Coward (2012) is a short film by David Roddham available on YouTube. It features two young Irishmen who volunteer to fight for the British army in the Great War. Most of the action is set in the Ypres Salient in 1917, and the trench environment is meticulously recreated to fully convey the relentless misery of trench warfare and the dangers it brought to the men who served on the front line. The quality of the production is outstanding. A huge team of specialists and creative artists collaborated to deliver one of the finest short war films of recent times.
The film begins with the two cousins, Andrew and James, joyously leaving the family farm and going to war in 1915. Special mention is deserved by Charlotte Bradley (Mrs Hill) who perfectly recreates the pain and the pride felt by millions of women across the world when they said goodbye to their husbands, brothers and sons.
At 24 minutes long, Coward is not so much a story as an illustration, a vehicle to make an important point. It projects a message of official injustice and the callous indifference to the bravery of individuals caught up in this titanic struggle. We see the petty cruelties officers and men inflicted upon each other in these atrocious conditions; spiky vendettas driven by boredom, fear, tension, discomfort and occasional horror. Little vignettes capture hideous realities such as being shot by a sniper when crawling back wounded in No Man’s Land, or plunging a shovel through a long-dead skull when repairing a trench: casual horrors. No one is very far from breaking down; in fact some already have but try to hide it by reckless exhibition.
The central premise is that Andrew is accused of desertion and cowardice by failing to obey an order to retreat after a massive German bombardment. There is a hint of stereotyping in the portrayal of the senior officers presiding over the subsequent court-martial, and we do not hear Andrew’s own defence – which is perhaps the film’s only significant flaw – but the pathos created by the trial itself and the reunion between the two men is profoundly emotive.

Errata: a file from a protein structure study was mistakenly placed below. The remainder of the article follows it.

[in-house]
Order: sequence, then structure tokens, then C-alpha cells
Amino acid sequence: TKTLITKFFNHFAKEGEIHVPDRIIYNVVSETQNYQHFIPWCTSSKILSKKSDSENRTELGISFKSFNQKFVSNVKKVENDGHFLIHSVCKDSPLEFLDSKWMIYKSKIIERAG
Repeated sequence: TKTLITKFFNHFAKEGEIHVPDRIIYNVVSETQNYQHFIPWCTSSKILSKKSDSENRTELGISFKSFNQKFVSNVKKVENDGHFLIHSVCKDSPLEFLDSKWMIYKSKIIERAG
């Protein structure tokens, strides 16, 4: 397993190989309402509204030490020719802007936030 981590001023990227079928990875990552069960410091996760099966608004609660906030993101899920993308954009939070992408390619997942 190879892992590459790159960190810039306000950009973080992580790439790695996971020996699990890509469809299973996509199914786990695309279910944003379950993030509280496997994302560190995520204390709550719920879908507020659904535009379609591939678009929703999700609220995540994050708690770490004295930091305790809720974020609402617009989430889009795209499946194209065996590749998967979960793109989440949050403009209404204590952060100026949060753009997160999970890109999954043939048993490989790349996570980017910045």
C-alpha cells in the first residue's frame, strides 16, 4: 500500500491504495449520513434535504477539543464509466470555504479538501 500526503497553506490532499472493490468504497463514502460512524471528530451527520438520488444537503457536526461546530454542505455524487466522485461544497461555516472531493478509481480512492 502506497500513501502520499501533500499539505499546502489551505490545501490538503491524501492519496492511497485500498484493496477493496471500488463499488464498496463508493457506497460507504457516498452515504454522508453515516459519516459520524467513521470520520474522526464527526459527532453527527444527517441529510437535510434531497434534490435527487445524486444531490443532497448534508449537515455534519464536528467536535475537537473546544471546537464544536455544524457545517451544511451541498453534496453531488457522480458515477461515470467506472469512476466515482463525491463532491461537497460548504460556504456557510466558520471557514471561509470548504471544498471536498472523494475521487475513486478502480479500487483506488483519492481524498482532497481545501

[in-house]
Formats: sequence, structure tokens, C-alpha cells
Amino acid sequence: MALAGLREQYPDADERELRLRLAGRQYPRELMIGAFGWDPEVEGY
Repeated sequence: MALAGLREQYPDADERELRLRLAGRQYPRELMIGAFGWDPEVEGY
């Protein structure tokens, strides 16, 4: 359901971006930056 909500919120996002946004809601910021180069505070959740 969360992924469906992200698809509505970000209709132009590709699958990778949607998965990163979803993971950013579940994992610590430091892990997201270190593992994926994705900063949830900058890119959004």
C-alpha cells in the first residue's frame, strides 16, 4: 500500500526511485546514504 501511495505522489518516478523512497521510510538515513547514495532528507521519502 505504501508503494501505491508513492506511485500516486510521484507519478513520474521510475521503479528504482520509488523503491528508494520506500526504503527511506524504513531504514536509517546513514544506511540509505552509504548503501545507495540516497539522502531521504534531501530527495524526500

Coward is an elegant tragedy, simultaneously thought-provoking and enraging because of the senselessness of war. The film’s purpose is to draw attention to the plight of the 306 British soldiers executed for military ‘crimes’ that were mostly attributable to shell shock and not to dereliction of duty, all of whom were granted pardons under the United Kingdom Armed Forces Act (2006). This at least brought some closure to their descendants. However, under the terms of the Act, the original convictions were not overturned, and the pardon is more symbol than substance. Some contextual details regarding the passage of the legislation can be found here.
The movement towards a general pardon had been gathering pace for some years. In 1998, a BBC documentary, The Day The Guns Fell Silent, featured the stories of Harry Farr and Peter Goggins, both of whom had been executed in what has been widely perceived as gross miscarriages of justice. In 2001, a memorial statue entitled Shot at Dawn was unveiled at the National Memorial Arboretum near Lichfield, Staffordshire. Created by the British artist Andy DeComyn, it depicts a British soldier blindfolded and tied to a stake. The artist modelled the image on 17 year-old Herbert Burden, the youngest soldier to be shot by the British army in July 1915 having been convicted of desertion.
More information on the cases of Farr and Goggins can be found on The History Room YouTube channel by clicking here.